As the cycle of emotional pain demonstrates, the latter can have substantial effects on people’s lives. According to McLachlan and Gale (2018), psychological distress contributes to the development of unhealthy habits, dependencies, and chronic conditions. The impact of such pain on one’s body is a socio-economic outcome of health. Individuals exposed to continuous distress may be at risk of cardiovascular disease, arthritis, lung disease, and other problems (McLachlan and Gale, 2018). Assari et al. (2018) contributed to this finding, suggesting that inequalities in life accumulate together with one’s feeling of emotional pain. Celeste and Fritzell (2018) find that economic conditions and mental pain are intertwined, as they influence one another, contributing to the cycle of pain and decreasing one’s tolerance to pain in the future. These studies show that the pain cycle is influenced by socio-economic factors, and it also has consequences on people’s well-being and environment.
Culture is another factor that has been shown to influence the response to the pain of different people. In an older study of the relationship between culture and pain, Peacock and Patel (2008) concluded that culture determines not only one’s internal response to pain but also one’s decision to seek clinical help. Thus, one can the that culture can play a role in one’s response to pain, but the extent of this connection is not well-researched.
De Vaus et al. (2018) discovered that rumination and suppression of emotions and negative thoughts have a much larger place in Western cultures, which leads to prolonged healing periods, complicated grief, depression, and other mental conditions. Interestingly, Immordino-Yang, Yang, and Damasio (2016) found that people’s emotional regulation affects the way they process pain. Here, the emotional intensity is connected to a better understanding of healing, while suppression is implicitly related to the lack of self-knowledge. Therefore, based on these studies, one may see why the connection between one’s culture and the perception of pain is important to investigate.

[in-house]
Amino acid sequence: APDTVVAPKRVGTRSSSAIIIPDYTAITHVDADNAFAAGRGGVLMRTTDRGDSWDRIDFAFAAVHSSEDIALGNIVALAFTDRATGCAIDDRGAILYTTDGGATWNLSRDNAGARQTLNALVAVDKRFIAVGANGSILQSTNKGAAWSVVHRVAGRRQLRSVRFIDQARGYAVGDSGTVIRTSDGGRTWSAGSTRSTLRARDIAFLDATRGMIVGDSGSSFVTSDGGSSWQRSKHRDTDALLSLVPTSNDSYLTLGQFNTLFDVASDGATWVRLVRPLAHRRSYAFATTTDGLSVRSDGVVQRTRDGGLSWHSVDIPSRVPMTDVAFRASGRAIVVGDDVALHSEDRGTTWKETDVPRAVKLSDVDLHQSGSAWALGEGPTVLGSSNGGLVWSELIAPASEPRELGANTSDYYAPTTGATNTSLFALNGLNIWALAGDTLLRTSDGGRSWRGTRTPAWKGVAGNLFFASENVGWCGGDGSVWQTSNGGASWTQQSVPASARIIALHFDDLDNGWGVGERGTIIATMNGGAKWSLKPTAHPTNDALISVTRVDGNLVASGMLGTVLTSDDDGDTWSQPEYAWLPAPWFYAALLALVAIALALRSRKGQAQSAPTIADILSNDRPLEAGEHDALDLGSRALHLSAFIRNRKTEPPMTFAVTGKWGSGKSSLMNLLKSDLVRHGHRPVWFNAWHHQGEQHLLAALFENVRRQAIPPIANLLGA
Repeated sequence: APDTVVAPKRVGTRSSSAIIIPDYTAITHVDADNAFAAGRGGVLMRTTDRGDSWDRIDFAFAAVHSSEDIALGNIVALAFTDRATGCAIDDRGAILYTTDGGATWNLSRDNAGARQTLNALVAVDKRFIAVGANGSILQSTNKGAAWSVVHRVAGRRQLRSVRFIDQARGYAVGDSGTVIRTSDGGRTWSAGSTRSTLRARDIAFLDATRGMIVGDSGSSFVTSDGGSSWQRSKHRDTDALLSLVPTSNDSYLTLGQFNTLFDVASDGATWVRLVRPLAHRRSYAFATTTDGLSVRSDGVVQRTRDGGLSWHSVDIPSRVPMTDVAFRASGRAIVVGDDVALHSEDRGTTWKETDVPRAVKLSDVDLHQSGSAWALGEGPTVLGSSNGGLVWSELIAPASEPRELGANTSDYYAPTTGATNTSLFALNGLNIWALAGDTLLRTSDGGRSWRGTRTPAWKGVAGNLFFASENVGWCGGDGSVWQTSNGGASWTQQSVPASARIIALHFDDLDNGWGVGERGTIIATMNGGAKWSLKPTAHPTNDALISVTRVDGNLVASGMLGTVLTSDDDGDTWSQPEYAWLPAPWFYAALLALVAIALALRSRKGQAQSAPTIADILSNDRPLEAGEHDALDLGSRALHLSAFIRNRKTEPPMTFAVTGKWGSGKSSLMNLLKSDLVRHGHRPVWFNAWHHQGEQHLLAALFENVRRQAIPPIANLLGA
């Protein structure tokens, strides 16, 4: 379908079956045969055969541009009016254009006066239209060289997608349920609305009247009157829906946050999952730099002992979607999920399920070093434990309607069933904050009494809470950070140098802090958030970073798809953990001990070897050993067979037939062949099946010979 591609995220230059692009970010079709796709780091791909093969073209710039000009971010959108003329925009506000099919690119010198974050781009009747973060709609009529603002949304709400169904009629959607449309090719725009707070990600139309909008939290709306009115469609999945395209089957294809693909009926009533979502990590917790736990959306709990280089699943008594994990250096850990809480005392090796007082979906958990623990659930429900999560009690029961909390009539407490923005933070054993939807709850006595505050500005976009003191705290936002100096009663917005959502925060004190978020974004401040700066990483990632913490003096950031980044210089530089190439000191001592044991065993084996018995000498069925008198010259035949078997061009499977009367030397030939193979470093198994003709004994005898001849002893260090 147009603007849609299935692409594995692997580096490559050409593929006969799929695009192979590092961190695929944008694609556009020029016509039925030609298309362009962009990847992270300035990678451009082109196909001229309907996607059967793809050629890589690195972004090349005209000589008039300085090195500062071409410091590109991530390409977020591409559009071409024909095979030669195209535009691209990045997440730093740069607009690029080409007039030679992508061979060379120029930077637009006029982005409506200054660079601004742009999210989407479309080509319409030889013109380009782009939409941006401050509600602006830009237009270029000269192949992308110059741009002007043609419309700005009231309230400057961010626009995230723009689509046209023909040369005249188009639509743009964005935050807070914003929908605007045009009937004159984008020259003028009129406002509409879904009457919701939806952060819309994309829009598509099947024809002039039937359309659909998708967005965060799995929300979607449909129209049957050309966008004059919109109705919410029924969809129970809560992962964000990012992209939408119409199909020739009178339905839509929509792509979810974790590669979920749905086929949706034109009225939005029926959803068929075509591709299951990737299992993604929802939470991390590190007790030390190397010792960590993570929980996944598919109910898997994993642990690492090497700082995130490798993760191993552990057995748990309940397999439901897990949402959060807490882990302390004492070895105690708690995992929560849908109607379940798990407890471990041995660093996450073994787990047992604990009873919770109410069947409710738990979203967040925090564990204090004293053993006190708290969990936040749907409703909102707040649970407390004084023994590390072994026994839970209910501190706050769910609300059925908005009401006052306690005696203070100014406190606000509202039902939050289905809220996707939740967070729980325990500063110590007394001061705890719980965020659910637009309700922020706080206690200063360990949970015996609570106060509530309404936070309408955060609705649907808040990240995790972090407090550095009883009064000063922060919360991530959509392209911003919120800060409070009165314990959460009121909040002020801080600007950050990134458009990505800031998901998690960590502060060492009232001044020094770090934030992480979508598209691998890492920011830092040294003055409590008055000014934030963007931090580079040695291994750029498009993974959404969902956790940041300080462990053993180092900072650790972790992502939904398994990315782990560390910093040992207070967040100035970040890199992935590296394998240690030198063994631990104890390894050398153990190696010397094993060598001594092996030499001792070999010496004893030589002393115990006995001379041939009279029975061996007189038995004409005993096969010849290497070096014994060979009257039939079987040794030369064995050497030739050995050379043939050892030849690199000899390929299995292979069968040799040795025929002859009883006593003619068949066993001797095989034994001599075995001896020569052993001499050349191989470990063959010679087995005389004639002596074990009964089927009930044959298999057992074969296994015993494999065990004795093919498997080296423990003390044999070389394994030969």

Sources of Data
In this research, primary and secondary data will be used as the basis of the investigation. First, secondary data will consist of studies that explore the cycle of psychological pain and its connection to people’s socio-economic outcomes and cultural characteristics. This information will form the basis for the collection of primary data. It will also guide the research questions and the creation of the interview to discuss people’s experiences with mental pain effectively.
Second, the main primary source of data will be used for qualitative analysis. To collect qualitative data, the investigator will perform semi-structured interviews with the selected group of participants. They will be asked to talk about their experience with emotional and psychological pain and the ways they deal with it in everyday life. The participants will also discuss their cultural background and its potential impact on the ways they feel and suppress pain. Primary data will be collected from one group of 10-15 individuals, and each interview will take about 20 minutes to complete.
The approach chosen for this study is qualitative. The subject matter of this research allows one to consider the participants’ unique views of the situation, which calls for a qualitative investigation (Aspers and Corte, 2019). Moreover, an examination of different cultural influences on people’s resilience to mental pain also requires an in-depth investigation. For topics that wish to concentrate on a particular problem without introducing hypotheses before collecting data, a qualitative approach is the most suitable (Aspers and Corte, 2019). As the research questions show, this project should employ a qualitative methodology.
As noted above, the research will unfold using a strategy based on a quantitative methodology. First, the participants will be asked to provide demographic data in order to enrich the sample and determine the participants’ cultural backgrounds. This detail is vital for several research questions considered in this paper, namely the connection between one’s culture and their view of psychological pain. The qualitative investigation will be completed with the help of semi-structured interviews to allow participants to add vital information if they want. The interviewee will meet with each participant separately to allow the person to share their opinion without pressure. Each interview will have questions, but the investigator will consider adding questions and guiding the discussion if the participant has more to say.